This article is supported by Skillshare. Quasars are incredible now before we get into quasars, though I want to take just a second and talk about that word incredible. What does that mean? The root of that word credible means worth believing.

So if you’re, somebody that doesn’t lie. If you’re somebody that can be trusted. If you’re an expert in a field per se, then you are a credible person and the prefix in means not so if something is not edible, it’s inedible.

If somebody is not sane, they’re insane. If something is not flammable, its inflammable, hello, inflammable means flammable. What who is this hello? Well, that’s weird anyway. Incredible does mean not credible because, generally, when you put the N in front of the word, it means that’s, the opposite of what the root of the word is.

So when you put in in front of credible excuse me just for a second height inflammable means flammable it’s incredible. The point is, if you want to use the word incredible, nothing fits the definition of that word.

Better than quasars. Quasars are incredible because they’re too big, too bright, and just too massive to exist as the most famous eyebrows in astrophysics once said, they are the unicorns of space. He’s, not wrong from earth.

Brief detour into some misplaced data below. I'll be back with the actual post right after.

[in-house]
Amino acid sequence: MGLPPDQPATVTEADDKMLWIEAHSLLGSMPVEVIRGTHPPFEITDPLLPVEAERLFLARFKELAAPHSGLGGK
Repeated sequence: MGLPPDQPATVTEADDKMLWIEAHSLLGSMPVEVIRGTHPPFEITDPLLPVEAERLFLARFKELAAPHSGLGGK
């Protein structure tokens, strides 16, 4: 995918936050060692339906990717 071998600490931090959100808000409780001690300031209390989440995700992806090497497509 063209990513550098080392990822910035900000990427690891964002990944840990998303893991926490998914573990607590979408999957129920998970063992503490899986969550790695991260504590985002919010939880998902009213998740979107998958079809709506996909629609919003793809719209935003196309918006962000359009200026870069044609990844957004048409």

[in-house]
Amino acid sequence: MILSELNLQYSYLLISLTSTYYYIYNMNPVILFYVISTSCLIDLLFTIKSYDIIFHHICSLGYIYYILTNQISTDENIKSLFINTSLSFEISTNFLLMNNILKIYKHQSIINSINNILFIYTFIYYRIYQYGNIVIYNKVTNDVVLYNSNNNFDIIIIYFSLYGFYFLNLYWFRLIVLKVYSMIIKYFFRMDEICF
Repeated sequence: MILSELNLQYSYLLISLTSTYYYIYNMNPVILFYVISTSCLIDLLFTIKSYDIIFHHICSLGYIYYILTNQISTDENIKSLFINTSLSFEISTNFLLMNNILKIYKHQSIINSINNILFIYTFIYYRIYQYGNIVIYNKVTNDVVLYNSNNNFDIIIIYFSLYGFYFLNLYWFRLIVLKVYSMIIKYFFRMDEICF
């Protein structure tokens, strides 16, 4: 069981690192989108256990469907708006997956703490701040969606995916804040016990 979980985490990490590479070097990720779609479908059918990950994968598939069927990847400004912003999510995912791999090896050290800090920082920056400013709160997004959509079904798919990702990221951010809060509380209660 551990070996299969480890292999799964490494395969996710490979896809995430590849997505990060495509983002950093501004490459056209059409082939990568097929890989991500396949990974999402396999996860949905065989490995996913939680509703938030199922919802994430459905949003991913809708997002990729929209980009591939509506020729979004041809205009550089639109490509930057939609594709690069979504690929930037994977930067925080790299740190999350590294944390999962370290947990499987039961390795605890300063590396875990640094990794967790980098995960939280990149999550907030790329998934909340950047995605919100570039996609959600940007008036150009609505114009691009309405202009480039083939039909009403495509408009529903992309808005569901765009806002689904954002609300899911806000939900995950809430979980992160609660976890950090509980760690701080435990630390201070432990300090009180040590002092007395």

Quasars look just like stars, but they’re super. Not they’re insanely, far away. They’re incredibly bright and they emit these Jets of subatomic particles that are just beyond the scope of our imaginations.

According to the best theories we’ve got at the heart of every quasar, is a supermassive black hole and around that supermassive black hole is an accretion disk of hot gaseous plasma about the size of a galaxy.

It is literally like a galaxy sized star and, as this galaxy worth of gas gets close to the black hole, it releases unimaginable amounts of energy, some quasars that we studied out there have, over a thousand times more energy coming out of it than all the stars.

In our galaxy combined, but again they’re so far away from us that to us they just look like a star and that kind of immensity in the universe is something we’ve only been able to even contemplate for, like the Last 50 years around the year 1514 ad Copernicus challenged the notion that the earth was the center of the universe.

In 1771, Charles Messier published a catalog of astronomical objects that included what we now know of our galaxies, but to them galaxies were a type of nebula. Just a blob in the sky a part of the Milky Way by the 1920s.